• Get creative. Hold a hula hoop for your child to toss a ball through, see how far you each can roll one on its side, hop from the inside of one to the inside of the other, or use it the old-fashioned way  -- around your hips. Try stretching out a jump rope to limbo under or arranging a few of them to create an obstacle course for hopping.

• Encourage him to show off. Your preschooler will happily count how many times he can hop on one foot, and he'll love to give you goofy challenges, too. You can even create your own Family Book of World Records to keep track of everyone's accomplishments.

Step up to the plate

Seeing you take fitness seriously is likely to boost your kid's interest in exercise, now and in the future. Gina Dudley and her husband love to run together, but when their daughters were 6, 4, and 2, the Bloomfield, New Jersey, parents couldn't always snag a sitter. Their solution: Running laps on a local track while the girls played their own run-around games in the center. Other family workouts:

• Run or walk fast alongside a toddler or preschooler who has learned to ride a bike or tricycle.

• Pop in a yoga or workout video. Your baby or toddler can bop around while you work up a sweat.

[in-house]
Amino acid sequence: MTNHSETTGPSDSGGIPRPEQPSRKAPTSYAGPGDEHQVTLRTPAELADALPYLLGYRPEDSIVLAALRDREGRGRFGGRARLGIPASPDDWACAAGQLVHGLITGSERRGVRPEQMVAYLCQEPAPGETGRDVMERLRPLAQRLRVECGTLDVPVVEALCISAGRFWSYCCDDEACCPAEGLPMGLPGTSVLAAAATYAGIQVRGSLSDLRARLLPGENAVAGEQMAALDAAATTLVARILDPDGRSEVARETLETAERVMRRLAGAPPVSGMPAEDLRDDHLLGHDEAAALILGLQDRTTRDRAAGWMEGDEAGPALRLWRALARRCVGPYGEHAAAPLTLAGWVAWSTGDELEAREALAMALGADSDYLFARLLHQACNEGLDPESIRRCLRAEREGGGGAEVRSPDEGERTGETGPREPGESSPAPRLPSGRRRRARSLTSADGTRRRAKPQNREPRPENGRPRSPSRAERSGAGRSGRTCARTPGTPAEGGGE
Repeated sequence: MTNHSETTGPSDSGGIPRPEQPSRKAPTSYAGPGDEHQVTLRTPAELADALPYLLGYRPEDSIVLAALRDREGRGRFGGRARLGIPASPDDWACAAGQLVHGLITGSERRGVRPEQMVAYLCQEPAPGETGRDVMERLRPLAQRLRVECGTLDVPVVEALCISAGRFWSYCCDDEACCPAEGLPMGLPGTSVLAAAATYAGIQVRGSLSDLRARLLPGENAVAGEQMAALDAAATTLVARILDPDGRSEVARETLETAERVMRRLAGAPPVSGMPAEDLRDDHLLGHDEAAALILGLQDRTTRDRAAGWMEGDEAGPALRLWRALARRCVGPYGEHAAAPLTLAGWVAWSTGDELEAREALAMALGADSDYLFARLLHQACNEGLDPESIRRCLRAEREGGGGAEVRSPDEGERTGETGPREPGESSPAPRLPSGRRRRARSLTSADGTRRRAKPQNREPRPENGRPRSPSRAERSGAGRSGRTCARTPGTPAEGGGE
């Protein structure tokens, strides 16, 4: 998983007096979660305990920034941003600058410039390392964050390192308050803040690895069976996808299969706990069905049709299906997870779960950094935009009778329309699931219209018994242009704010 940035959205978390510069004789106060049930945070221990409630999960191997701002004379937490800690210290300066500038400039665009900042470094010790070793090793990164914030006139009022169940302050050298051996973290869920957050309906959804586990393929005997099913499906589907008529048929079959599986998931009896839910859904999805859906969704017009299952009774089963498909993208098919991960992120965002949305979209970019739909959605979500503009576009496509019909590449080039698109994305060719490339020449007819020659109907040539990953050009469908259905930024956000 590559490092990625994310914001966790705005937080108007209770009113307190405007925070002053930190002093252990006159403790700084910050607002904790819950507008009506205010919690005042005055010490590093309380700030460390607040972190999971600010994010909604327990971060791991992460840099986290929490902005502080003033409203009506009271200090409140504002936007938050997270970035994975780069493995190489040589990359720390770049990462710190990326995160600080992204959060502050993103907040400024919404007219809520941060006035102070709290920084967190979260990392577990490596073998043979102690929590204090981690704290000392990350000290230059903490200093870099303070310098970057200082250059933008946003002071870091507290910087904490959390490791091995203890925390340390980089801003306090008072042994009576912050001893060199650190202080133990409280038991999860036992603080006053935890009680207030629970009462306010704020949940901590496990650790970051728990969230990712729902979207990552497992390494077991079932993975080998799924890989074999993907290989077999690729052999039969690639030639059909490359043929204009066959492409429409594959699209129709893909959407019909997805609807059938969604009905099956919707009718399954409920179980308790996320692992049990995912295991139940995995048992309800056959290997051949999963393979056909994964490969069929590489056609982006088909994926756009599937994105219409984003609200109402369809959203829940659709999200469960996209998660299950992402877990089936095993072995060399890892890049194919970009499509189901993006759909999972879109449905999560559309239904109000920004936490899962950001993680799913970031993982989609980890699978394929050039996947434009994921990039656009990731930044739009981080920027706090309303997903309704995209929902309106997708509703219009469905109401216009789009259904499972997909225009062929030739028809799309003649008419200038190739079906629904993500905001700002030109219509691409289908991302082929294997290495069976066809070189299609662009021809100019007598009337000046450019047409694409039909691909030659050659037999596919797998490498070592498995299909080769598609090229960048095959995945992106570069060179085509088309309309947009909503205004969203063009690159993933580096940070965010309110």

• Let your preschooler be your trainer. He can count your crunches, time how long you're on the treadmill, and judge whether you should stretch just a little further.

Send the right message

In my family, nobody considers our daily walks around the neighborhood exercise. Sometimes we set out to find signs of spring or different-colored leaves, or to collect sticks. But never to "exercise." Walking is simply a regular family activity, and exercise is what we get when we do it.

If you treat exercise as a "treat," you teach your kids that it's fun. "I always make the reward for being active more activity," says Alexandra Powe-Allred of Midlothian, Texas. "We might go for a hike, and when they get tired I'll just tell them, 'Okay, when we find one more thing, then we can go swimming.'" Other ways to send the right fitness message to your kids:

• Don't limit yourself to gyms and playing fields. Leslie Garrison of Virginia Beach, likes to take her daughter, Chloe, to not-so-crowded malls where the 3-year-old can run and she can walk briskly beside her without disturbing anyone. Wide-aisle superstores (especially on less-busy days) also do the trick and allow Garrison to get in some shopping at the same time.

• Exercise like a kid. Bjork and her husband, Jay, shove both of their family room couches together, facing each other, to form a "trampoline pit." While they spot, their kids dive into the middle and jump and play.

• Make working out something to look forward to. By exercising together, you're giving your kids more than a healthy start: You're giving them time with you. "My kids will do just about anything if we're out there doing it with them," says Susan Swaringen, a mom of 5-year-old twins in Glenview, Illinois.

The bottom line is that exercising as a family means you'll all start to associate working out with having a good time. Kids of any age love the attention they get when Mom and Dad join in their physical fun  -- and doesn't a game of tag with your preschooler sound a lot more appealing than 50 crunches by yourself? Now, round up the gang and get sweaty.